This volume comprises nine talks that were delivered at the conference “A Tale of Two Worlds”, held at Columbia University in March 2011. The editors, Marco Maiuro and Federico de Romanis—both leading experts in their fields of research—divided the contributions into two sections: the first one is centered on Roman Antiquity and particularly on the role played by the Red Sea (“The Cradle of the Ancient India Trade: the Red Sea”). The second section, entitled “Comparative Perspectives on the India Trade”, explores topics relating to other areas and periods.1 In their stimulating introduction Maiuro and de Romanis briefly tell us how the Indo-Mediterranean trade, which did not raise much interest among scholars until the 18th century,2 has now taken the place it deserves in the field of economic and social history. They also rightly promote the comparative approach, by which fresh insights into various topics are to be gained. An excellent afterword by Elio Lo Cascio closes the volume.
To begin, Andrew Wilson examines the extent to which Roman administration in Egypt was involved in the development of the Indo-Mediterranean trade via the Red Sea. The author mainly deals with the road system linking the Red Sea ports Berenikê and Myos Hormos to the Nile valley. First Wilson examines how the Roman infrastructure could facilitate trade, describing the facilities such as watering-points, forts and watch towers. He believes that although various kinds of minerals were extracted in the Eastern Desert, the “primary motive” of the Roman administration was to “sustain these roads as trade routes” (p. 21). Here he points out the huge profit made from customs dues (i.e. the tetartê), whose high rate may be understood as the price that merchants had to pay for their security. He also takes the view that the familia Caesaris was involved in the Indo-Roman trade, an assertion that needs much more evidence. Finally Wilson turns his attention to the alterations affecting the pattern of traffic that prevailed until the late second century AD (e.g. the shift towards Aila and Klysma).
J.-J. Aubert returns to a subject on which he has extensively written: the old canal running from the Nile to the Gulf of Suez. Aubert concentrates on the early second century AD, when this waterway was reopened by Trajan. It has long been discussed to what extent this was used for the Indo-Roman trade: on the one hand it was set up at the time when this trade was flourishing; on the other hand the Eastern Desert roads and the Red Sea ports were not abandoned. Finally Aubert discusses the so-called “one way scenario” (from Alexandria to the Red Sea via the canal, from the Red Sea to Alexandria via the Eastern Desert roads). He emphasizes how costly maintaining both canal and land routes would have been and concludes that the Traianos potamos is unlikely to have served as a route for Indo-Mediterranean commerce.
Pearls were much praised in the Roman world from the first century BC onwards. Most of them were imported from the Arab-Persian Gulf and Gulf of Mannar. Katia Schörle, however, states that some pearls were also gathered in the northern Red Sea. She goes on to say that this activity was supervised by the Roman administration in Egypt, as proven by two dedications by the (arkhi)metallarkhês Publius Juventius Agathopous. In addition, on the basis of other written evidence, Schörle also assumes that some Italian gentes, such as the Calpurnii, were particularly involved in the eastern trade: they apparently acted as importers and retailers of pearls, which “suggests vertical integration and a particular investment in the pearl business, although it is likely that this was just one venture within a larger trading and investment portfolio” (p. 52). “He [Trajan] also fitted out a fleet for the mare Rubrum, that he might use to lay waste to India”. According to Dario Nappo, this statement by Eutropius discloses what may be called a “Roman policy on the Red Sea in the second century BC”. Surely such a policy was not initiated by Trajan: the existence of a military fleet is attested as early as the early Principate. Trajan, however, is credited by Nappo with greatly improving the Roman presence in the whole Red Sea, having annexed Arabia, opened the Aila-Bostra road, and perhaps (p. 68) sent a detachment to the Farasan Island. To sum up, “Trajan planned to better integrate the Red Sea region into the economic system of the Roman Empire” (p. 65). This policy was pursued by Hadrian and Marcus Aurelius.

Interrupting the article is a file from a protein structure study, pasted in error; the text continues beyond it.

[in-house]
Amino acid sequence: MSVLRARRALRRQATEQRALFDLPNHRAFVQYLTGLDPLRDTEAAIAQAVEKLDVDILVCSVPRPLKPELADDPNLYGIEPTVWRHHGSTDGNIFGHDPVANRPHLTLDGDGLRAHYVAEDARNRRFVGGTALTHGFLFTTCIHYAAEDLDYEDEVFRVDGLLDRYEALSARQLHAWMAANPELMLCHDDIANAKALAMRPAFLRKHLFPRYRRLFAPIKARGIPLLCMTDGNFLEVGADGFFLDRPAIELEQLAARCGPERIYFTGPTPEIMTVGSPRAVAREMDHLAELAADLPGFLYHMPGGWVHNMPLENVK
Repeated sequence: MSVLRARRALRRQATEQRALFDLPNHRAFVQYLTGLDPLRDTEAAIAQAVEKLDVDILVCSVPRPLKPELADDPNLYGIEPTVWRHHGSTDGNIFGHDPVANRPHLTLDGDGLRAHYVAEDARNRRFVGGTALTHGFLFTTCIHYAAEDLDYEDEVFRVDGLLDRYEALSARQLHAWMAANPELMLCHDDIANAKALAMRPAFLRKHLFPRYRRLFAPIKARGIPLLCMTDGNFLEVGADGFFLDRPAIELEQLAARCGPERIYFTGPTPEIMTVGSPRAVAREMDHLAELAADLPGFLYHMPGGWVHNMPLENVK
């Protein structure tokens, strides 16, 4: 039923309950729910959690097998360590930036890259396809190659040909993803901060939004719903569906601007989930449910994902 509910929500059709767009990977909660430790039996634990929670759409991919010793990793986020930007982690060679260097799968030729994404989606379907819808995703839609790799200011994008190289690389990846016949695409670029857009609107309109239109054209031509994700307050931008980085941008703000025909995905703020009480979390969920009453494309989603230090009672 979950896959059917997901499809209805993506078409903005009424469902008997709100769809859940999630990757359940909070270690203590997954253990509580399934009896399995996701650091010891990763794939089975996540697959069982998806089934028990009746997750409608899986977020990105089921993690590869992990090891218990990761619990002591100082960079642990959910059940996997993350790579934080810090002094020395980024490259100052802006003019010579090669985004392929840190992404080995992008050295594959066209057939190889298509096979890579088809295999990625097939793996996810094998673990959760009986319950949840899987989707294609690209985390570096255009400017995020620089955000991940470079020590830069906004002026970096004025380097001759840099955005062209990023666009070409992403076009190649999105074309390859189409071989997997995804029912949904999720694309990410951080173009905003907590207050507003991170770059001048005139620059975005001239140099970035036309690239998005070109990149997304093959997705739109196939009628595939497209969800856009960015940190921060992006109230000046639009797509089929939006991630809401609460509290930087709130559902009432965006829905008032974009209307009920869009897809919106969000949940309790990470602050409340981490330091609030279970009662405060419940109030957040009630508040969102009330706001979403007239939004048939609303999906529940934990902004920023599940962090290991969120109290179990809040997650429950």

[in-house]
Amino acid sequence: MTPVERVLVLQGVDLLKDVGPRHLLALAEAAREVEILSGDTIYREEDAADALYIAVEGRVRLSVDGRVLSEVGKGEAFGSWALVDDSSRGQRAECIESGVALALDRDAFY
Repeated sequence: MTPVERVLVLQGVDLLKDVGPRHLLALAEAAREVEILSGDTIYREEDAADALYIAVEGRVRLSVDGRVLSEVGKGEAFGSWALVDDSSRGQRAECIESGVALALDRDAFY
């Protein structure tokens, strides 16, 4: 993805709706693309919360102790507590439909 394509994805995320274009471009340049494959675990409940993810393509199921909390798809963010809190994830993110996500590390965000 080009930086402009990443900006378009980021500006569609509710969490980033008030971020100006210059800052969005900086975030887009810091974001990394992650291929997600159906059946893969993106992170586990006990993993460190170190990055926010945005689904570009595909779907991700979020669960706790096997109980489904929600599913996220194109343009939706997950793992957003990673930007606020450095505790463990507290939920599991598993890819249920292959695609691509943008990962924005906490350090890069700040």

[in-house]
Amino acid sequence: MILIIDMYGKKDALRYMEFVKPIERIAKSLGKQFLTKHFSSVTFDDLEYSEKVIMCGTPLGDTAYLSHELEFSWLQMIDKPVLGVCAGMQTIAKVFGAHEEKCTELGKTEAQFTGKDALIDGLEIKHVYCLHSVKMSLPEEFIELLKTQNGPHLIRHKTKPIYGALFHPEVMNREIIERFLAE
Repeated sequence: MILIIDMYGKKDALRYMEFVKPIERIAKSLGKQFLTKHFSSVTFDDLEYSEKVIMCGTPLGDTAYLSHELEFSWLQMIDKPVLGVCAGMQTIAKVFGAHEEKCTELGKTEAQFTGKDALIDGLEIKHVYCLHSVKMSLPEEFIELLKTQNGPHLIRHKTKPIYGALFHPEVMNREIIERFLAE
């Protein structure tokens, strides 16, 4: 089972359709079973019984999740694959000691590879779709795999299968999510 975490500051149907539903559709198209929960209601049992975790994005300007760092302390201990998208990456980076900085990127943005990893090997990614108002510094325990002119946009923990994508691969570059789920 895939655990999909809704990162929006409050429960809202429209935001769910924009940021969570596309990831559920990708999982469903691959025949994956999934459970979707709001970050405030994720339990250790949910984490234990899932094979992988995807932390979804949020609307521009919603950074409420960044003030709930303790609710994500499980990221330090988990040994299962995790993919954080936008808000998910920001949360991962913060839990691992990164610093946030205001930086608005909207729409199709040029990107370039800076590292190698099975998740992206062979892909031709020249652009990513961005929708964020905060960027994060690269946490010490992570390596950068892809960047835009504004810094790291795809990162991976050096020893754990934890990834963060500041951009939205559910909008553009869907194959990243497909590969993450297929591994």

Taco Terpstra deals with what some scholars would probably term “trading diasporas”. The author wants to show that “Puteoli housed the only permanent Nabataean community in the Mediterranean” and that “this community established a mercantile connection between the Nabateans and their Roman buyers”(p. 73). A description of the overland and sea routes involving the Nabataean kingdom opens the paper. Then Terpstra moves on to the core of his subject, namely the twenty-one inscriptions discovered in the Aegean and Italy. Unlike the former region, Puteoli provides evidence for a Nabataean community living here. The author argues that the raison d'être of such a community was to establish and maintain contact with the Puteolans, for the sake of mercantile efficiency. In addition, Terpstra believes that this closed group was self-regulated (“coercive power over individual members”), so that “trust was established between Nabataeans and Puteolans” (p. 88)